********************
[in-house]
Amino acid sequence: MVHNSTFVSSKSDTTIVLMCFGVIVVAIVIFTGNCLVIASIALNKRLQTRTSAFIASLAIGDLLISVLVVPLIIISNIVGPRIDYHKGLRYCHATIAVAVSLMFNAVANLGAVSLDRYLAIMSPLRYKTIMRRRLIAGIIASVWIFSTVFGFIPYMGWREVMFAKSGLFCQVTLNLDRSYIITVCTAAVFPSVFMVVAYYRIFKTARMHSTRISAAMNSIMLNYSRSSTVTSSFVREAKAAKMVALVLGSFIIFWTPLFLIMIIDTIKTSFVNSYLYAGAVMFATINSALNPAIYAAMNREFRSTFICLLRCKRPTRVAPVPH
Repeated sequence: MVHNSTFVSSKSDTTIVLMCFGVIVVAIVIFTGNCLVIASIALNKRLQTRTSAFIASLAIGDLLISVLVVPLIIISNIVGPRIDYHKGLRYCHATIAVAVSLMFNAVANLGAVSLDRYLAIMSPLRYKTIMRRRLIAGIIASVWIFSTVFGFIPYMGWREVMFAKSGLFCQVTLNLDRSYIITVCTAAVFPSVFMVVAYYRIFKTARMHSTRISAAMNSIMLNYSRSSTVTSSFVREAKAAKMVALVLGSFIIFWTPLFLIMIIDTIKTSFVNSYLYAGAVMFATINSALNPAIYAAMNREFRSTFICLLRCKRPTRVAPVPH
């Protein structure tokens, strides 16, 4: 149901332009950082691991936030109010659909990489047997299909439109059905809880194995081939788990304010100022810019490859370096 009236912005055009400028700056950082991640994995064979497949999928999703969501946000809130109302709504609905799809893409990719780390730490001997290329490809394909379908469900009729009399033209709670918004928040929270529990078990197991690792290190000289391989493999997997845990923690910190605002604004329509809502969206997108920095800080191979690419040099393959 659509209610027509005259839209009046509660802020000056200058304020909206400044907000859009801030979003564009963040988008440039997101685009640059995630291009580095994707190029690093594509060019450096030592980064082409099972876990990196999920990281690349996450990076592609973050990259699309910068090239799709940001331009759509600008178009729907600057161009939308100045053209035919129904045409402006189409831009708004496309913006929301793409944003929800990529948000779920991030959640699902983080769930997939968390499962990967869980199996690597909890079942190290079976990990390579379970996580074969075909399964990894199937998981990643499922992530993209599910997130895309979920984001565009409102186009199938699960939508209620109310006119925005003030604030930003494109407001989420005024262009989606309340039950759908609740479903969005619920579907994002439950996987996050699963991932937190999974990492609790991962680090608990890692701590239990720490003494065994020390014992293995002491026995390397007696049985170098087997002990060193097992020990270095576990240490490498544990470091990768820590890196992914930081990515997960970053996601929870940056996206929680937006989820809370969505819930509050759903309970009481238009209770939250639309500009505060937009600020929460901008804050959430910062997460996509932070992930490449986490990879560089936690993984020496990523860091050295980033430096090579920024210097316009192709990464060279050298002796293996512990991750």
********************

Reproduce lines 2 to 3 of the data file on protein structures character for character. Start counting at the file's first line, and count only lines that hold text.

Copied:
Amino acid sequence: MVHNSTFVSSKSDTTIVLMCFGVIVVAIVIFTGNCLVIASIALNKRLQTRTSAFIASLAIGDLLISVLVVPLIIISNIVGPRIDYHKGLRYCHATIAVAVSLMFNAVANLGAVSLDRYLAIMSPLRYKTIMRRRLIAGIIASVWIFSTVFGFIPYMGWREVMFAKSGLFCQVTLNLDRSYIITVCTAAVFPSVFMVVAYYRIFKTARMHSTRISAAMNSIMLNYSRSSTVTSSFVREAKAAKMVALVLGSFIIFWTPLFLIMIIDTIKTSFVNSYLYAGAVMFATINSALNPAIYAAMNREFRSTFICLLRCKRPTRVAPVPH
Repeated sequence: MVHNSTFVSSKSDTTIVLMCFGVIVVAIVIFTGNCLVIASIALNKRLQTRTSAFIASLAIGDLLISVLVVPLIIISNIVGPRIDYHKGLRYCHATIAVAVSLMFNAVANLGAVSLDRYLAIMSPLRYKTIMRRRLIAGIIASVWIFSTVFGFIPYMGWREVMFAKSGLFCQVTLNLDRSYIITVCTAAVFPSVFMVVAYYRIFKTARMHSTRISAAMNSIMLNYSRSSTVTSSFVREAKAAKMVALVLGSFIIFWTPLFLIMIIDTIKTSFVNSYLYAGAVMFATINSALNPAIYAAMNREFRSTFICLLRCKRPTRVAPVPH